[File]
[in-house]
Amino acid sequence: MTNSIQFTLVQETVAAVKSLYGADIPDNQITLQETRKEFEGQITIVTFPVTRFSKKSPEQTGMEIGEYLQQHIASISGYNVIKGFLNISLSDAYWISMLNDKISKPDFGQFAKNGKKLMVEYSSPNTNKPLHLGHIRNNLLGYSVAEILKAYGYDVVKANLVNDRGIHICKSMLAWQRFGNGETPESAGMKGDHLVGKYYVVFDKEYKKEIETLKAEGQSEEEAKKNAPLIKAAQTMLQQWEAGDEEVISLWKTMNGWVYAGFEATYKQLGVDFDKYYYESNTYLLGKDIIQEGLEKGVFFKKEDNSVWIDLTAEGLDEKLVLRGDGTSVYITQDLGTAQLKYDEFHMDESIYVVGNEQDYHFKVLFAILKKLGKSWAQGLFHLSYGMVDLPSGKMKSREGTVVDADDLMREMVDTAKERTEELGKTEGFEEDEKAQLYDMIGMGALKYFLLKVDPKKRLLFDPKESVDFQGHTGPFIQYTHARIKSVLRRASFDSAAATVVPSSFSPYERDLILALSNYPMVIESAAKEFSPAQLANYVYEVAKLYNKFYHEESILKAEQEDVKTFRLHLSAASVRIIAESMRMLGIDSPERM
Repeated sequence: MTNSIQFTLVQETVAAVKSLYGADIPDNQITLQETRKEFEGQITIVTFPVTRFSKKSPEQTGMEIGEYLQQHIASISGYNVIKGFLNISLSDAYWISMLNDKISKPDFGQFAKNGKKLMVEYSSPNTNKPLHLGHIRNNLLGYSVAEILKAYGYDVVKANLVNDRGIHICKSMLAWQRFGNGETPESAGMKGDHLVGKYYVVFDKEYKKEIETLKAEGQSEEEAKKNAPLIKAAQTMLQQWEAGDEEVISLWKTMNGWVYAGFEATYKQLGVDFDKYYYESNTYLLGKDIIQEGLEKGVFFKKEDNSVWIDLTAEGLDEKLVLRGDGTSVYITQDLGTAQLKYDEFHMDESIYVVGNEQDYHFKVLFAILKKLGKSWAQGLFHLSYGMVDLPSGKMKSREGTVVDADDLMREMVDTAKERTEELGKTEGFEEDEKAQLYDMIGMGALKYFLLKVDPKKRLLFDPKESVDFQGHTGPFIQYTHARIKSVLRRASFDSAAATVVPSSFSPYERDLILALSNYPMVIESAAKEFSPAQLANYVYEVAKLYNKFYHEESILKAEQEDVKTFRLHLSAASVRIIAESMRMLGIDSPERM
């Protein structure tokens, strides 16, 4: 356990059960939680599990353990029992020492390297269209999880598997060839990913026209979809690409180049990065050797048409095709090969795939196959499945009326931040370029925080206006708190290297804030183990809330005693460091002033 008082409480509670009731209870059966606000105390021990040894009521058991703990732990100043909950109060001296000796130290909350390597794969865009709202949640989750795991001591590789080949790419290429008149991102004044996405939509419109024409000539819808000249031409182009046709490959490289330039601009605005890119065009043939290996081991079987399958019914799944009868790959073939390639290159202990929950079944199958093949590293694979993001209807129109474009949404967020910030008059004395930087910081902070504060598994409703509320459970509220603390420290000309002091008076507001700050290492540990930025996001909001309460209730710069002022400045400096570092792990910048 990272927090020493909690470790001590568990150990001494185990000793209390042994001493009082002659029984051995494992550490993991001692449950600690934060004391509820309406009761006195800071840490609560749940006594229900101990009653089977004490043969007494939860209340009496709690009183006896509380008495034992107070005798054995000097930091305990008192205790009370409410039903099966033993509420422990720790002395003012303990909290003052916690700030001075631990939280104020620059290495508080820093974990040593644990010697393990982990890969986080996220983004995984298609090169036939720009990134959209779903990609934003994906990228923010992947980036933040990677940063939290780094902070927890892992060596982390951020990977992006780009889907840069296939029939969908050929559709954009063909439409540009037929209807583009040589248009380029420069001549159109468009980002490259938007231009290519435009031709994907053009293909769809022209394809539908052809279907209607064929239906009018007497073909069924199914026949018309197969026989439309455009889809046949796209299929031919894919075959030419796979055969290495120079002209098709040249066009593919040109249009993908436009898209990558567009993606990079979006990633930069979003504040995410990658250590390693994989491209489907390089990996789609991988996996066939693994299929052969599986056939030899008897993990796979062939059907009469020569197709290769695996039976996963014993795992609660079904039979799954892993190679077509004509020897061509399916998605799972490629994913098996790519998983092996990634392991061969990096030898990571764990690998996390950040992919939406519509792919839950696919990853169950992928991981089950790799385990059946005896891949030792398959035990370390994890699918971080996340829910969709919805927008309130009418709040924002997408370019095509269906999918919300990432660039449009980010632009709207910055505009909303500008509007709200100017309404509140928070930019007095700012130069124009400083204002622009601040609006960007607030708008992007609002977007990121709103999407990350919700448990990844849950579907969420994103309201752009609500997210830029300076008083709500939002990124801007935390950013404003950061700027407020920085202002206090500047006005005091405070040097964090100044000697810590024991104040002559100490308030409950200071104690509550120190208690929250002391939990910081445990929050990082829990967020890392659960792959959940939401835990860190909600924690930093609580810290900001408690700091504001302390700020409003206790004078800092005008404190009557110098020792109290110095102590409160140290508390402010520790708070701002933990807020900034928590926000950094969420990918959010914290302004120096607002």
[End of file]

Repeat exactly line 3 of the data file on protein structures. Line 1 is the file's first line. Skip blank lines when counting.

Repeated sequence: MTNSIQFTLVQETVAAVKSLYGADIPDNQITLQETRKEFEGQITIVTFPVTRFSKKSPEQTGMEIGEYLQQHIASISGYNVIKGFLNISLSDAYWISMLNDKISKPDFGQFAKNGKKLMVEYSSPNTNKPLHLGHIRNNLLGYSVAEILKAYGYDVVKANLVNDRGIHICKSMLAWQRFGNGETPESAGMKGDHLVGKYYVVFDKEYKKEIETLKAEGQSEEEAKKNAPLIKAAQTMLQQWEAGDEEVISLWKTMNGWVYAGFEATYKQLGVDFDKYYYESNTYLLGKDIIQEGLEKGVFFKKEDNSVWIDLTAEGLDEKLVLRGDGTSVYITQDLGTAQLKYDEFHMDESIYVVGNEQDYHFKVLFAILKKLGKSWAQGLFHLSYGMVDLPSGKMKSREGTVVDADDLMREMVDTAKERTEELGKTEGFEEDEKAQLYDMIGMGALKYFLLKVDPKKRLLFDPKESVDFQGHTGPFIQYTHARIKSVLRRASFDSAAATVVPSSFSPYERDLILALSNYPMVIESAAKEFSPAQLANYVYEVAKLYNKFYHEESILKAEQEDVKTFRLHLSAASVRIIAESMRMLGIDSPERM